|506 PIR ( Often called the “Five- Oh- Sink” in honor of their Commander
Col. Robert Sink) - 101st Airborne Division
Camp Toccoa from 20 July to 15 November 1942
Campaigns: European - Overlord, Market Garden, Battle of Bulge
E Company - Second Batallion - Featured in Band of Brothers - written by historian and biographer Stephen E. Ambros and a ten-part, 11-hour television World War II miniseries, originally produced and broadcast in 2001 - Directed by Stephen Spieldburg and Tom Hanks.
501 PIR – 101st Airborne Division
Camp Toccoa from 15 November 1942 to 15 March 1943
Campaigns: European – Overlord, Market Garden, Battle of Bulge
511 PIR – 11th Airborne Division
Camp Toccoa from 5 January to 23 March 1943
Campaigns: Philippines - Leyte, Luzon. Participated with Filipino Guerrillas in liberation of notorious Los Banos Japanese Prison often referred to as “Angles At Dawn”
PIR – Operated as an separate unit as part of the First Airborne
Task Force – then in intervals: The 17th, The 82nd and The
13th Airborne Divisions.
Camp Toccoa from 15 March to 8 August 1943
Campaigns: Italian- Italy - Anzio, France - Dragoon, Battle of Bulge
myth and legend of The
Filthy Thirteen got its start at Camp Toccoa, Georgia during their
initial training. By the time the war ended with causalities and the
missing in action over thirty men could claim to be part of this famed
group. They were a demolition section assigned to the
Headquarters Company of the 506th Parachute Infantry Regiment,
members of the famed 101st Airborne Division, “The Screaming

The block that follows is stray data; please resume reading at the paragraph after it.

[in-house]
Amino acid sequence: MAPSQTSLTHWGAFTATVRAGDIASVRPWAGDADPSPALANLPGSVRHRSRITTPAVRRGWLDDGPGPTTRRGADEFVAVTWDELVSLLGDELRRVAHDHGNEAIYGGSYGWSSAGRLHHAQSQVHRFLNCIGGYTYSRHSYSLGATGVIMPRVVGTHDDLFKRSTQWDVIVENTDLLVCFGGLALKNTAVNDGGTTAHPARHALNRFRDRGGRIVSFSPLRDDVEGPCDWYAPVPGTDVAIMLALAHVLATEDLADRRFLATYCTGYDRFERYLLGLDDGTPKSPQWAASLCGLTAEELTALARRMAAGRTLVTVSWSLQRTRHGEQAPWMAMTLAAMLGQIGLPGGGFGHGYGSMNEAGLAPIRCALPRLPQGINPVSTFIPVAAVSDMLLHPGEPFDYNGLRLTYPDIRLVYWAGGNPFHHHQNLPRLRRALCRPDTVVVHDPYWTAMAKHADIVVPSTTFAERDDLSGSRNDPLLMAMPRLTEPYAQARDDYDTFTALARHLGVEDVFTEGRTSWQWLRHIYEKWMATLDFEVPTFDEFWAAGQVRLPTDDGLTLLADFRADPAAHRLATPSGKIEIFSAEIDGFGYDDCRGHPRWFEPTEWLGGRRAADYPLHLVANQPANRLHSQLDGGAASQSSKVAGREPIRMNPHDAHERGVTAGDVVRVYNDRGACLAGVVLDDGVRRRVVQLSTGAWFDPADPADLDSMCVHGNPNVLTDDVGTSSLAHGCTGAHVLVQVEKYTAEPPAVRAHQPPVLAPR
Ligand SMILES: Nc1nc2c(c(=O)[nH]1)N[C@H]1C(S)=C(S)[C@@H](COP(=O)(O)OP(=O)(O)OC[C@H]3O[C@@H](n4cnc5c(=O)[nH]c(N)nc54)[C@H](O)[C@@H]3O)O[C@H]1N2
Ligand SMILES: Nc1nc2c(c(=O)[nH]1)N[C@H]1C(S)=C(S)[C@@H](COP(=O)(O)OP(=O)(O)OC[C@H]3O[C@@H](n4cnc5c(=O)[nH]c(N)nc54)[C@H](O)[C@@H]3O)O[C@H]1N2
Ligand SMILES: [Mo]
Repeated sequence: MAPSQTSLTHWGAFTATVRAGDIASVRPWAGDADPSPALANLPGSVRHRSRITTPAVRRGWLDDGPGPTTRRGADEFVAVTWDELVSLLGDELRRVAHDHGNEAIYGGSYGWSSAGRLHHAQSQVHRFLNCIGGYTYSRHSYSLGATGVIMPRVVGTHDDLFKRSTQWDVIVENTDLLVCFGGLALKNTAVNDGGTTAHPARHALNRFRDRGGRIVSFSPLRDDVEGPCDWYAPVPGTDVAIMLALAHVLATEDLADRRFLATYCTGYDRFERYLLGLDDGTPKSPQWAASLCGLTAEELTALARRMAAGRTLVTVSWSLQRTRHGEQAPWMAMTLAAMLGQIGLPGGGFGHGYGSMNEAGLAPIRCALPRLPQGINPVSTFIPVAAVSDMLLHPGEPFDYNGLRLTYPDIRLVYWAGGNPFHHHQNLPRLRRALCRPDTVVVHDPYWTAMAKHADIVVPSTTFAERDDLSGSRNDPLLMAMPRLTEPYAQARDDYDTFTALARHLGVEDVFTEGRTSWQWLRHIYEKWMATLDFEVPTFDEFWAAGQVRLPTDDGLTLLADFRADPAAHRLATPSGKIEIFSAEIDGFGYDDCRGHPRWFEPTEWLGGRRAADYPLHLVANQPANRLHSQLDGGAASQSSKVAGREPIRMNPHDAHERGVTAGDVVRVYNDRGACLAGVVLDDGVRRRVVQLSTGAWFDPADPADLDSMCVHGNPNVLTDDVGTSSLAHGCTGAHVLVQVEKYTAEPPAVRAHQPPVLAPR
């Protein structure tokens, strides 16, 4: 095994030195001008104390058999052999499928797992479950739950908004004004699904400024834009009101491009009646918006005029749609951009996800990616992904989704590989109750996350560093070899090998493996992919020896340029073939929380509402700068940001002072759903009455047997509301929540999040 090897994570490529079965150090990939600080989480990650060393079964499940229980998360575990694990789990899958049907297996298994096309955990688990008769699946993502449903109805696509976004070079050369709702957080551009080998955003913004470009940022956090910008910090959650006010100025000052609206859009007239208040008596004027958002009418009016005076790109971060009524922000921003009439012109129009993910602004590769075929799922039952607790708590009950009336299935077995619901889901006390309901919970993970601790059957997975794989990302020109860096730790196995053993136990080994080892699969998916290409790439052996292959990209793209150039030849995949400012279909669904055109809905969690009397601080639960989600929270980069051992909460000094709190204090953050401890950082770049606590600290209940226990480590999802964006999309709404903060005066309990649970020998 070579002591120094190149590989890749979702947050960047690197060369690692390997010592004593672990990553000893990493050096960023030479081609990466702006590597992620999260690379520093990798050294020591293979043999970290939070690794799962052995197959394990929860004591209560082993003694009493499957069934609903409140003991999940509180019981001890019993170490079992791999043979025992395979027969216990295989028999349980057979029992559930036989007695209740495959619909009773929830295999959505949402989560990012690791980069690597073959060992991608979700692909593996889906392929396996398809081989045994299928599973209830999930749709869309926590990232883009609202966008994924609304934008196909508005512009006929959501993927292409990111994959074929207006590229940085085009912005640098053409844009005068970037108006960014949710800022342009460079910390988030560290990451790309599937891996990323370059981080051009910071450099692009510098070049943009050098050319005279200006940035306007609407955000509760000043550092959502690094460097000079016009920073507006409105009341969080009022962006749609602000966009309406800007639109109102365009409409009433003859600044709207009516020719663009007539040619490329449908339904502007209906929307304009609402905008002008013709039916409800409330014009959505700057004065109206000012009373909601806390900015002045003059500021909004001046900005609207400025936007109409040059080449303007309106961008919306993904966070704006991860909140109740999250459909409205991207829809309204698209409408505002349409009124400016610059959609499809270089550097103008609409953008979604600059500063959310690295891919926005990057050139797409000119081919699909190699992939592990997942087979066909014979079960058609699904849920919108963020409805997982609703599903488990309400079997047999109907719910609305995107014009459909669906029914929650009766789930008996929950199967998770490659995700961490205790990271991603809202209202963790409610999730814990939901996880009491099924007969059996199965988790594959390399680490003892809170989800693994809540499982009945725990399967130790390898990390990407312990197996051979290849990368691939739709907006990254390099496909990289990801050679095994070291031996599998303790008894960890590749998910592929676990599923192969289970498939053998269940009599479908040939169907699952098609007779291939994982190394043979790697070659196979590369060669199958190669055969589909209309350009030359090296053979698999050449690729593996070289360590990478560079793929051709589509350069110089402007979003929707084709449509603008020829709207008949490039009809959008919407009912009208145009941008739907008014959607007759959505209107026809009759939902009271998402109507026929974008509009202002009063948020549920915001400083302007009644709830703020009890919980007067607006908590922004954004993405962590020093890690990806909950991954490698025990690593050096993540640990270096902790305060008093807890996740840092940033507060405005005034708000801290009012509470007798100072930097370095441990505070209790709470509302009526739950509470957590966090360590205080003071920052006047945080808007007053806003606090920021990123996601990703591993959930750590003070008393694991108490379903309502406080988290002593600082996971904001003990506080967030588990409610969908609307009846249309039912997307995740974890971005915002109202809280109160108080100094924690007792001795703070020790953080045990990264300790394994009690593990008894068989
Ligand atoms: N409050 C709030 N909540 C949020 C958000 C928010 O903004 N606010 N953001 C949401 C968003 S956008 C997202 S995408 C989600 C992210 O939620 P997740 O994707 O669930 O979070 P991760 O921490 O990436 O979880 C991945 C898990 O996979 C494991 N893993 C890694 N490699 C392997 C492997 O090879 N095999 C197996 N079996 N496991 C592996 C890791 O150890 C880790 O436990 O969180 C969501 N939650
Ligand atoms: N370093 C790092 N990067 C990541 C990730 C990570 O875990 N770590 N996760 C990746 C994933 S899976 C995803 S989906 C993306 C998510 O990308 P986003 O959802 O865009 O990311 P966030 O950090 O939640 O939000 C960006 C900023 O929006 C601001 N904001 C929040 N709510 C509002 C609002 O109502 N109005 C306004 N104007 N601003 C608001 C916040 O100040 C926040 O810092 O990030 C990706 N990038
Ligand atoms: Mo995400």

Eagles” and would play an integral role in every battle they fought in
World War II.
During training and throughout the war their antics and attitude would get them in trouble. Like many of the stories the print press would publish during the war about The Filthy Thirteen, a 1960’s movie, loosely based on them, by E. M. Nathanson, The Dirty Dozen, bore only a slight resemblance to the groups real makeup and accomplishments.
Surviving members are quick to point out that unlike the movie they were not prisoners or convicts but their behavior would get them in trouble, often meriting a short trip to the brig. They didn’t do everything they were supposed to do and did a lot more than the military wanted them to do.
James E McNiece, one of the 13, trained at Camp Toccoa and became one of it's most notable members. READ HIS STORY HERE
The Movie Poster
Starring Tom Hanks the movie has been nominated and won many awards.
from John Morgan
Just an FYI on your Fritz Niland piece: despite how Ambrose "screwed it up," as my uncle put it, Fritz was with H Company of the 501, and they didn't piece together the three brothers until after he got back to England. My uncle, Charley Morgan, H Company, went with him to find Bob, the 82nd airborne paratrooper brother, in St. Mere Eglise, and said Fritz went the next day to tell his other brother about Bob, only to find Preston, too, had been killed. Fritz went back to England with the 501, and found out about his third brother being shot down flying the hump. Turns out he survived, and came home. Cate Niland, Fritz's daughter can confirm this correction, as can Mark Bando's works on the 101st. Or you can simply google "Niland Brothers."
|Another movie directed by
Stephen Spielburg ( written by Robert Rodat), Saving Private Ryan,
is said to be based on 101st paratrooper, Sgt Fritz Niland.